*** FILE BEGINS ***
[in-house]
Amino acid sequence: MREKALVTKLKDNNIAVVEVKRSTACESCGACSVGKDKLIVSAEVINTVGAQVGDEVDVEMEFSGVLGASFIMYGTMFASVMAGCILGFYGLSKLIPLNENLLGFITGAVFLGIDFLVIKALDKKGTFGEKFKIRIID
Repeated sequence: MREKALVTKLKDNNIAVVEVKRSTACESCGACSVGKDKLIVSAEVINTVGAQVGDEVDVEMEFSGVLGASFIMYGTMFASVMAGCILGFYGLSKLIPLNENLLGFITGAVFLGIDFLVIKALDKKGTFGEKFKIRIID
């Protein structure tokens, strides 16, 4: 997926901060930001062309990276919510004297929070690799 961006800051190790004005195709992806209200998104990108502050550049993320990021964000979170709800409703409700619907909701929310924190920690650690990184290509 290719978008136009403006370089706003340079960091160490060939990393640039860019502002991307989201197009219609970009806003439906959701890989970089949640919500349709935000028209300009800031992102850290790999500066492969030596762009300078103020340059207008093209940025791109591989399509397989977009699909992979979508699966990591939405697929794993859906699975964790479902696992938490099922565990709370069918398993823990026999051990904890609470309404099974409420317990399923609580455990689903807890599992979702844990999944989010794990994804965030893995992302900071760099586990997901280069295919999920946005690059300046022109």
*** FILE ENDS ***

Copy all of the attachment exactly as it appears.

[in-house]
Amino acid sequence: MREKALVTKLKDNNIAVVEVKRSTACESCGACSVGKDKLIVSAEVINTVGAQVGDEVDVEMEFSGVLGASFIMYGTMFASVMAGCILGFYGLSKLIPLNENLLGFITGAVFLGIDFLVIKALDKKGTFGEKFKIRIID
Repeated sequence: MREKALVTKLKDNNIAVVEVKRSTACESCGACSVGKDKLIVSAEVINTVGAQVGDEVDVEMEFSGVLGASFIMYGTMFASVMAGCILGFYGLSKLIPLNENLLGFITGAVFLGIDFLVIKALDKKGTFGEKFKIRIID
């Protein structure tokens, strides 16, 4: 997926901060930001062309990276919510004297929070690799 961006800051190790004005195709992806209200998104990108502050550049993320990021964000979170709800409703409700619907909701929310924190920690650690990184290509 290719978008136009403006370089706003340079960091160490060939990393640039860019502002991307989201197009219609970009806003439906959701890989970089949640919500349709935000028209300009800031992102850290790999500066492969030596762009300078103020340059207008093209940025791109591989399509397989977009699909992979979508699966990591939405697929794993859906699975964790479902696992938490099922565990709370069918398993823990026999051990904890609470309404099974409420317990399923609580455990689903807890599992979702844990999944989010794990994804965030893995992302900071760099586990997901280069295919999920946005690059300046022109």